Under Jewish law, on the Sabbath (Friday night to Saturday night), you’re not supposed to carry any of your possessions between private domains and public domains. You can’t carry things from inside your house to outside of it.
But what if you want to take your baby to synagogue? Or you need to move your car out of the driveway, but it requires taking your keys outside? You can’t do it. Jewish law forbids it.
But Orthodox Jews figured out a loophole. All they have to do is turn a “public” domain into a larger “private” one and problem solved! They accomplish this by creating what’s known as an eruv (AY-roov).
An eruv is essentially a gated community built using poles and string. You put up the poles all around a city, connect them with a string, and you’ve created a brand new giant private domain. Orthodox Jews can roam and carry items freely within that space, even on the Sabbath!
(We can have a separate debate over whether or not God sees through that little trick…)
Manhattan has one of the largest permanent eruvs in the country, costing an estimated $150,000 a year to maintain.
If you want to see what a “harmless” religious delusion looks like when put into practice, this may be the best example. One religious group is willing to waste money and time in order to keep a giant, purely symbolic blockade of string around the city so that they can walk inside of it without angering the wrath of their personal God.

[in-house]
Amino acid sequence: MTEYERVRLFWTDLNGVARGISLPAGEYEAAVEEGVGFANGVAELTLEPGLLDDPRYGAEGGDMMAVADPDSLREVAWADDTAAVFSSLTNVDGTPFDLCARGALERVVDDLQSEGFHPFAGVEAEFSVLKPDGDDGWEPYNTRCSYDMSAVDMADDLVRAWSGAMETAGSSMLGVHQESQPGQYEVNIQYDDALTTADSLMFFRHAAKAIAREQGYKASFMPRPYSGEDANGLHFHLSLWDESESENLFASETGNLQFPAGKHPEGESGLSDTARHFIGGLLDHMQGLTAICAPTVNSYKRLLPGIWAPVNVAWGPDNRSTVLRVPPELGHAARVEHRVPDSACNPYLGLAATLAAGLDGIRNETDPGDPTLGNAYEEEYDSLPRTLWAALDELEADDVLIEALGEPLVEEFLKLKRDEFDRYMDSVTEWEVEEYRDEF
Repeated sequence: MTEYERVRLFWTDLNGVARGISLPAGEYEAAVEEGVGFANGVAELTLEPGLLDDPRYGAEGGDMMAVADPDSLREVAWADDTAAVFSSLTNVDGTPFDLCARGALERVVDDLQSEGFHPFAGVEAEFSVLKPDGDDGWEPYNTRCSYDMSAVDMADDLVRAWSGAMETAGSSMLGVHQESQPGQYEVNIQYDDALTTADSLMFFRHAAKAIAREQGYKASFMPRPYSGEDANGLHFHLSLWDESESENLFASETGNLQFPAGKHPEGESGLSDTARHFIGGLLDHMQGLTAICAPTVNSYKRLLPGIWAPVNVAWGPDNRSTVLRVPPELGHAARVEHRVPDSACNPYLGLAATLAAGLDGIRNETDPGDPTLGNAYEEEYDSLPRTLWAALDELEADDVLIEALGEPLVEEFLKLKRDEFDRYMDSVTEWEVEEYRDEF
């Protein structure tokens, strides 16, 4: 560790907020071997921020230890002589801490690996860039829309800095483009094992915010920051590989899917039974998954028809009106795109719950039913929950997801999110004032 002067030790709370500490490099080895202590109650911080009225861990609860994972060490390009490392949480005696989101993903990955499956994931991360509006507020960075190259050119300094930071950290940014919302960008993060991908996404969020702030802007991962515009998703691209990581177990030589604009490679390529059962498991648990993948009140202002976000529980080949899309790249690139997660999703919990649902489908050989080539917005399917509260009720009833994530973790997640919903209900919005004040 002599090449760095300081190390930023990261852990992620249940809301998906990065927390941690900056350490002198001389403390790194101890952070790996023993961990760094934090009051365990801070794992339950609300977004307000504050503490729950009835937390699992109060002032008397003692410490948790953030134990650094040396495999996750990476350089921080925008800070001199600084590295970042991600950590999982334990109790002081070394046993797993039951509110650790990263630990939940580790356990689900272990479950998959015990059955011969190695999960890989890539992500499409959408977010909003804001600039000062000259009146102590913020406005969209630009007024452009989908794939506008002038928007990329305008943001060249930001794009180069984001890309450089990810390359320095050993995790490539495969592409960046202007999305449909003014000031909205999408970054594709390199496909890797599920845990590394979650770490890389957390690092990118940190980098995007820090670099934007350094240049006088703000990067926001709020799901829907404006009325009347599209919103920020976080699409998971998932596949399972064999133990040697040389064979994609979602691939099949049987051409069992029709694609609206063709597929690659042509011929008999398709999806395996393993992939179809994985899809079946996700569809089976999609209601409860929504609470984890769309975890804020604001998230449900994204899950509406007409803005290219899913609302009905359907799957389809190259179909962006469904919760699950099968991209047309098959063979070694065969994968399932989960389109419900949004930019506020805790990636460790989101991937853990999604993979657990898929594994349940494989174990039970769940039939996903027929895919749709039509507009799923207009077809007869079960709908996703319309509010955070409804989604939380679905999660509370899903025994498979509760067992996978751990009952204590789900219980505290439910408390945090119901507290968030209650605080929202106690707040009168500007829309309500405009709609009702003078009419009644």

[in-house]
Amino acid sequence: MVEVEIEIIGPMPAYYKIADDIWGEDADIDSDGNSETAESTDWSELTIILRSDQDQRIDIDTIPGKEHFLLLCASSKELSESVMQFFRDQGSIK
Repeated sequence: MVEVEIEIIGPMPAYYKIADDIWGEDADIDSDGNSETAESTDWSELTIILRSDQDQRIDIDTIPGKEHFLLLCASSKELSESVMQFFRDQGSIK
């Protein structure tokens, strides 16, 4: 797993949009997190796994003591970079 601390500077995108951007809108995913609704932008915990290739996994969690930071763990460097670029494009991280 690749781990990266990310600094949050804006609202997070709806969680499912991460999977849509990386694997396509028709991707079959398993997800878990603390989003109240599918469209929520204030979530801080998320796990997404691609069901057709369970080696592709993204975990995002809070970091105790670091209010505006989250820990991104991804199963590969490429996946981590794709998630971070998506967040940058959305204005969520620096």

Every Thursday before dawn, a rabbi drives the perimeter checking to see if wind or a fallen branch has broken the line. There are usually a few breaks so a construction company is called and the rabbi gets in a cherry picker with fishing line in hand to repair the eruv. That’s the part that costs so much.
Does it hurt people? No. Most people don’t even know it’s there. Is it a problem? It can be if the city ever covers the costs or allows Orthodox Jews a special privilege to mess with utility poles that other people don’t have. But more than anything, it’s just a silly example of superstitious thinking taken way too far to the point where people are afraid to leave the house unless they believe they’re within the boundaries of a piece of string.
If Orthodox Jews want to take the Sabbath seriously, they shouldn’t have to work this hard to create a theologic loophole.
(Screenshot via YouTube. Portions of this article were published earlier. Thanks to Scott for the link)